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Ultima 4, 5, 6 good, Ultima 7, 7.5, 8 bad

I don’t have much of an update on writing, because I lost a couple months to a deep dive into Skyrim. Which I’d never played before, but it prompted me to finish a journey through Ultima VII, Part 2: The Serpent Isle that I started last summer. And stopped about 2/3 the way through.

First, I played most of the Ultima games contemporaneously, that is when they came out on PC. (The sole exceptions being Ultima IX and Ultima Underworld 2.) So Ultima II and III back in the 80s. And then IV, which was gloriously in 16 colors on my very awesome EGA adapter. (So was the Ultima I port, which was weird in comparison to the mostly black & white with dashes of cyan and magenta II and III.)

I, II, and III were bog-standard “level up, build power, collect some stuff, beat up the big evil boss” CPRGs. The story, such as it was, was “evil appeared, vanquish it, please”.

IV was an amazing step forward. It introduced a system of virtuous behavior, and not only did you need to learn the virtues to finish the game, you needed to behave according to those virtues. (Within the limits of a mid-80s computer game.)


For a change, you didn’t save the world, you provided an example for others to follow by becoming the Avatar, the embodiment of the eight virtues.

A quick sidestep into the virtues: They’re the three Principles (Truth, Love, Courage) mashed together into eight combinations: Honesty (Truth), Compassion (Love), Valor (Courage), Justice (T+L), Self-Sacrifice (L+C, later abbreviated to just “Sacrifice”), Honor (T+C), Spirituality (T+L+C), Humility (absence of all three).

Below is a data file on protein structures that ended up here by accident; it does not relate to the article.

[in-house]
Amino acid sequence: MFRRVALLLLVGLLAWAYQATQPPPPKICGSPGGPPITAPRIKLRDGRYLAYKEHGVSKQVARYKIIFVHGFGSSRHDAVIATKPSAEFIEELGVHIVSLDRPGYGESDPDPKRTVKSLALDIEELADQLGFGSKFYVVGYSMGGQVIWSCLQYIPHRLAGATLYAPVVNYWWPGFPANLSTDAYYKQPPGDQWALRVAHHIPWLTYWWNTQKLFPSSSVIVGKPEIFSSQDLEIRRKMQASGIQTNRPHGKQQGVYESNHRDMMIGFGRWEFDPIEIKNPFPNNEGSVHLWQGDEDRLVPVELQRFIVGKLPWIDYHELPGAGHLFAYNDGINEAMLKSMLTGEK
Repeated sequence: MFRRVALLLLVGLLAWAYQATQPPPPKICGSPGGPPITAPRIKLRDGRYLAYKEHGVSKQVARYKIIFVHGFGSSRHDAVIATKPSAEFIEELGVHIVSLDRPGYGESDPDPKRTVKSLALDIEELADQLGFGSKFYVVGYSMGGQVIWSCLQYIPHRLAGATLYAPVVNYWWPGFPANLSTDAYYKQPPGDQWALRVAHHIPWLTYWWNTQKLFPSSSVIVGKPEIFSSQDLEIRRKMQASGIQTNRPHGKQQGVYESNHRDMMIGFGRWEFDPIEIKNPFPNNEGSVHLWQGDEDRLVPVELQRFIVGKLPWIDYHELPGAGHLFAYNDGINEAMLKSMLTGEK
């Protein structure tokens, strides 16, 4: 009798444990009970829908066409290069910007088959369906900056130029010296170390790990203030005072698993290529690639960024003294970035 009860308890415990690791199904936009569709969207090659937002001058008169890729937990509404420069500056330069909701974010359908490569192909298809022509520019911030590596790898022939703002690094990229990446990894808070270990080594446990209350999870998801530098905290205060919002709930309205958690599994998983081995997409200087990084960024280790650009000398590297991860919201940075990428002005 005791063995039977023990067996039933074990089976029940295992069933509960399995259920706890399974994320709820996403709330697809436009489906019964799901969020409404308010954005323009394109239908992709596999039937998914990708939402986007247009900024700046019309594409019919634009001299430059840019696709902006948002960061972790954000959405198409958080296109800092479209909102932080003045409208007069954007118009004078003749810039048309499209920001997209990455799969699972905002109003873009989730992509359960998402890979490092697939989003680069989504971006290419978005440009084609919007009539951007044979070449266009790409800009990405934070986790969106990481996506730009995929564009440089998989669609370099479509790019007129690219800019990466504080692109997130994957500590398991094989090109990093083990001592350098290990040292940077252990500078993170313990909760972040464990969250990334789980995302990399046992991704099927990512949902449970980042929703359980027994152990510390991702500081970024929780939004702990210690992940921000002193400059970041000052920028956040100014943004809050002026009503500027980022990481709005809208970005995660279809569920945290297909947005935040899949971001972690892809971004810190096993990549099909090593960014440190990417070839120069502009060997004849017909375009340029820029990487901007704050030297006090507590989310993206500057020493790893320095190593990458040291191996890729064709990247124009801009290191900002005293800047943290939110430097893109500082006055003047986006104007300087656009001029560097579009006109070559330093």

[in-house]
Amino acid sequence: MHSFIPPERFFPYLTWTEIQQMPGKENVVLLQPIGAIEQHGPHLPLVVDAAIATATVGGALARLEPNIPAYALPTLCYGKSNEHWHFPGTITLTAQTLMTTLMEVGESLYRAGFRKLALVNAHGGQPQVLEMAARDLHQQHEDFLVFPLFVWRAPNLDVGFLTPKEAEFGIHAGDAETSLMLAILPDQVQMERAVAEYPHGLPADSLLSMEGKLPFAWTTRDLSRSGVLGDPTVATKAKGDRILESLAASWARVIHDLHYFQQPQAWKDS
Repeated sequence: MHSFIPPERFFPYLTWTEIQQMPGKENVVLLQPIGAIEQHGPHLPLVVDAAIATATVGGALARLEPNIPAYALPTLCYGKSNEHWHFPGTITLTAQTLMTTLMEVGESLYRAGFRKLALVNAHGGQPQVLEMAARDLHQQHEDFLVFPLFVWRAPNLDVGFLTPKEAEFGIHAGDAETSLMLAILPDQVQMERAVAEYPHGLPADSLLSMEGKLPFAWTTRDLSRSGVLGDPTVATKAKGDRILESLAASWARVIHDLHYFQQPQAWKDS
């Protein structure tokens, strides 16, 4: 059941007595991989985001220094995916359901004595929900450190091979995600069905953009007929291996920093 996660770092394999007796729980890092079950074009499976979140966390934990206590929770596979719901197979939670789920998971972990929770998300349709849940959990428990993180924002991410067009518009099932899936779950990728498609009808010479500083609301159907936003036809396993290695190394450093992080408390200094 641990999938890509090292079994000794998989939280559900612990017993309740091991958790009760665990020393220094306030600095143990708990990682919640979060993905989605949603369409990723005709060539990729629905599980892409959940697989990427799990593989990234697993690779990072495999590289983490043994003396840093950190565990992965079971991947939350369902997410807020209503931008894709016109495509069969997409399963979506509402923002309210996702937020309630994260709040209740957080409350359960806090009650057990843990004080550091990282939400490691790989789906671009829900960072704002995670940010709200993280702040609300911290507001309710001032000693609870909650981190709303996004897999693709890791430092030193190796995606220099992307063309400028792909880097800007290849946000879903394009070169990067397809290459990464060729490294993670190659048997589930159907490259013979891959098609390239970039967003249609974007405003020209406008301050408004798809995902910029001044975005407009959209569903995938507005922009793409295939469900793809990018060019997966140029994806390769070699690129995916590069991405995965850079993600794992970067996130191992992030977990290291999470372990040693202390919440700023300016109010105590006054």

V and VI, which complete the “Avatar Trilogy”, explored consequences. In V, the kindly monarch of Britannia has been imprisoned, and the tyrant Blackthorn has taken over. He has taken the same virtues and twisted their meaning. Again, within the limitations of 80s game engines, it’s a dive into strict morality gone wrong.

VI is also dealing with consequences, and a view of the Avatar’s actions through a different lens. Not only is there a jokey version based on the three principles of “Wine, Women, and Song”, which shows that the combination system is really dependent on the inputs, but also a serious, and counter-balancing, system for another race based on Control, Passion, and Diligence (leading to a similar set of eight virtues).

And the Avatar’s actions destabilized their world, stole their precious artifact, and set the worlds on a collision. And the victory condition is not wiping them out, but finding a balance between the two, and in the end, you make peace, stabilize the underworld, and make the artifact available to both races. You leave the both worlds better than you found them.

You’re a Hero!

And then in VII through VIII (which is actually three games), you break things worse and worse. I’ll explain more, next time, and, eventually, tie it in to expectations and satisfying narratives.


Published inUltimaVideo Games